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Clitocybe fragrans (With.) P. Kumm. - Fragrant Funnel

Phylum: Basidiomycota - Class: Agaricomycetes - Order: Agaricales - Family: Tricholomataceae

Clitocybe fragrans - Fragrant Funnel

Separating the many pale funnel-shaped mushrooms that grow in woodlands is not easy, especially if you rely on macroscopically visible features, but as with Clitocybe fragrans a good sense of smell can be a great asset.

Group of Clitocybe fragrans fruitbodies

Distribution

Clitocybe fragrans is fairly common and widespread in Britain and Ireland; this species is also found across most of mainland Europe.

Taxonomic history

When English botanist William Wittering (1741 - 1799) described this species in 1792, he gave it the name Agaricus fragrans. (Most gilled fungi were initially placed in a giant Agaricus genus, now redistributed to many other genera.) In 1871 German mycologist Paul Kummer transferred this woodland/grassland mushroom to the genus Clitocybe, renaming it Clitocybe fragrans.

Synonyms of Clitocybe fragrans include Agaricus fragrans With., Omphalia fragrans (With.) Gray, Lepista fragrans (With.) Harmaja, and Clitocybe depauperata (J.E. Lange) P.D. Orton, and Pseudolyophyllum fragrans (With.) Raithelh.

Etymology

The generic name Clitocybe (usually pronounced 'klite-oss-a-bee') means 'sloping head', while the specific epithet fragrans is Latin and means 'fragrant' - a reference to the aniseed-like odour of this mushroom.

Identification guide

Cap of Clitocybe fragrans - Fragrant Funnel

Cap

Caps are initially convex and expand to become almost flat, often with a slight central depression; 1.5 to 4cm in diameter, smooth, matt; hygrophanous, greyish brown when wet becoming creamy white when dry; margin sometimes translucently striate. The thin cap flesh is whitish.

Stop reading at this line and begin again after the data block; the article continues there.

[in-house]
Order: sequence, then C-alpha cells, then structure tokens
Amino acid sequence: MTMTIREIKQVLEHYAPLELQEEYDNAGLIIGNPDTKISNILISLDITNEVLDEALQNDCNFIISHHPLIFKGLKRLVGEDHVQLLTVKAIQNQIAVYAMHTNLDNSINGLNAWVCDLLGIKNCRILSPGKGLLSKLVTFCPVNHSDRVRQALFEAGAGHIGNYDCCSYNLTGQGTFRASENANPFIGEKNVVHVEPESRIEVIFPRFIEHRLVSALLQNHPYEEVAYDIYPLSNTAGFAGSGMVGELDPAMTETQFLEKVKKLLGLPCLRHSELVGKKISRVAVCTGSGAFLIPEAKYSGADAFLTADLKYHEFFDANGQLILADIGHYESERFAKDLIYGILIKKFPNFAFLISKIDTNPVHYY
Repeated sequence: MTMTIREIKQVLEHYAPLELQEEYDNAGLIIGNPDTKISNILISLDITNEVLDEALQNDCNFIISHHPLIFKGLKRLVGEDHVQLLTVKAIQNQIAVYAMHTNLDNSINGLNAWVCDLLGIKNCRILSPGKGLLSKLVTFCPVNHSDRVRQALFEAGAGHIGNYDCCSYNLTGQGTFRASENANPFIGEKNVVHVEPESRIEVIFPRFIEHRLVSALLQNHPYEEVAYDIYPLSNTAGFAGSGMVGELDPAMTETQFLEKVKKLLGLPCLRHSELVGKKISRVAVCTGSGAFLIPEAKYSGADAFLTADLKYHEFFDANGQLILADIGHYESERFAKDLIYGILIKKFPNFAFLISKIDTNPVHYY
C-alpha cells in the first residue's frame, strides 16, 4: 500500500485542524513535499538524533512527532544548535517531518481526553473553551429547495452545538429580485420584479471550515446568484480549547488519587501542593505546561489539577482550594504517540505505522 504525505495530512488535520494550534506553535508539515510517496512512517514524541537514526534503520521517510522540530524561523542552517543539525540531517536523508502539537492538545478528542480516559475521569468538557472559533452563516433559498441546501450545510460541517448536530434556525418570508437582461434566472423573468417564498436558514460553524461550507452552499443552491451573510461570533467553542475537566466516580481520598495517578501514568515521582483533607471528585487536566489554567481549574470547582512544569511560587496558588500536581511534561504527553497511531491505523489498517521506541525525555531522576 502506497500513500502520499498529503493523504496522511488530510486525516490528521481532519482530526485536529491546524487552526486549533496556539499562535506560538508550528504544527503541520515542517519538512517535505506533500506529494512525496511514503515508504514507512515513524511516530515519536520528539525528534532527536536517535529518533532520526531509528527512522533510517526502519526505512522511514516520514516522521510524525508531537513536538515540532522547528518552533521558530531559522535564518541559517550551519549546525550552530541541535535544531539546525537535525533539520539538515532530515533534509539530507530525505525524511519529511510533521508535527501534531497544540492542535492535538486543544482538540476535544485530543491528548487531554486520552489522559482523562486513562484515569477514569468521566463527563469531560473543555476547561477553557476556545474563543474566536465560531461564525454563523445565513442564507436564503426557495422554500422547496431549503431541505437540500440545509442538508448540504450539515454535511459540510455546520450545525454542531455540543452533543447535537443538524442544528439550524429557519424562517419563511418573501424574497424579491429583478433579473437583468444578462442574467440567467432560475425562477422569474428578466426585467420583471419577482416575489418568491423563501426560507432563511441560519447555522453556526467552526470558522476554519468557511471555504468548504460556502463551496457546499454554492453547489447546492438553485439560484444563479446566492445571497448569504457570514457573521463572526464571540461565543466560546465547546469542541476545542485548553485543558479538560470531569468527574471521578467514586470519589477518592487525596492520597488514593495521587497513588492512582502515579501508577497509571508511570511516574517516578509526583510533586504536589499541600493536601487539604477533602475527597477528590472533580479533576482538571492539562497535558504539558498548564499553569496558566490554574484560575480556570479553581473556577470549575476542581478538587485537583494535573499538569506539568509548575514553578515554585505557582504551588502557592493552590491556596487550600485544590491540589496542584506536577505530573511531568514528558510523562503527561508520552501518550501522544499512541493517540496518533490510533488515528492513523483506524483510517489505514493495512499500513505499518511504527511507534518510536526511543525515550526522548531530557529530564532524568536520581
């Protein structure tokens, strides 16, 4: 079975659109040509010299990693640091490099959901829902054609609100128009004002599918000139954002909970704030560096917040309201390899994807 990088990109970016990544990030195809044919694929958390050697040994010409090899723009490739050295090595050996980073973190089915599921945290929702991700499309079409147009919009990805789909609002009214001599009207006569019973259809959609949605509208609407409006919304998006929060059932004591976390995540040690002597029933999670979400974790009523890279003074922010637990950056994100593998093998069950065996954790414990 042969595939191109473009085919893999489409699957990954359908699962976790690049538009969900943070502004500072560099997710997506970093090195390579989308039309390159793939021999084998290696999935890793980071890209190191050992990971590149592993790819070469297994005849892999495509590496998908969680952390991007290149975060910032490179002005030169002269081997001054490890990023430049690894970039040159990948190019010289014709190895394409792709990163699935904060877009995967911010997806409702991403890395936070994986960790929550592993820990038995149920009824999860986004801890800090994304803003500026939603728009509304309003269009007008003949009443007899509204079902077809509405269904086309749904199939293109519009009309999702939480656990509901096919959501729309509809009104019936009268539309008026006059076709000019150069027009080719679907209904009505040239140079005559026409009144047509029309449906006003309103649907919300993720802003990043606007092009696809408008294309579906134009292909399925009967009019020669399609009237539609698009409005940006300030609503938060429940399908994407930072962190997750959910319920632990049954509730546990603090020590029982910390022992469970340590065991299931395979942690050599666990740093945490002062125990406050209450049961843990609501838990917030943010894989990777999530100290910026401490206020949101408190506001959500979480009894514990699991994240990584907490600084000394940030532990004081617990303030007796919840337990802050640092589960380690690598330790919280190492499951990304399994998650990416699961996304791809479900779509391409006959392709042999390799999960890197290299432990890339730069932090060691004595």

Decurrent gills of Clitocybe fragrans - Fragrant Funnel

Gills

The moderately crowded gill are adnate to slightly decurrent and closely concolorous with the cap but often with a pinkish tinge.

Stem

The smooth or slightly fibrous stem is cylindrical and creamy white or pale buff, without a ring.

Spore, Clitocybe fragrans

Spores

Ellipsoidal, smooth, 6.5-9 x 3.5-5μm.

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Spore print

Pale cream, sometimes with a faint orange tinge.

Odour/taste

Smells distinctly of aniseed; taste not distinctive.

Habitat & Ecological role

Singly or more often in small groups in deciduous and mixed woodland, on leaf litter; sometimes on roadside verges beside hedges or in parkland and churchyards.

Season

Late summer and autumn

Similar species

Clitocybe gibba, the Common Funnel, is typically larger and has a pinkish buff to ochre cap.

Clitocybe odora has a strong aniseed smell, but it is usually larger than C. fragrans and when young and fresh it has a blue cap.

Clitocybe fragrans, Fragrant Funnel. France

Culinary Notes

Clitocybe fragrans is reported by some authorities to be poisonous.

Reference Sources

Fascinated by Fungi, Pat O'Reilly 2016.

BMS English Names for Fungi

Courtecuisse. R. & Duhem. B., Mushrooms and Toadstools of Britain & Europe (1995), p.173.

Bon, M., The Mushrooms and Toadstools of Britain and North-western Europe (1987), p.135.

Funga Nordica, Henning Knudsen and Jan Vesterholt, 2008.

Dictionary of the Fungi; Paul M. Kirk, Paul F. Cannon, David W. Minter and J. A. Stalpers; CABI, 2008.

Taxonomic history and synonym information on these pages is drawn from many sources but in particular from the British Mycological Society's GB Checklist of Fungi and (for basidiomycetes) on Kew's Checklist of the British & Irish Basidiomycota.

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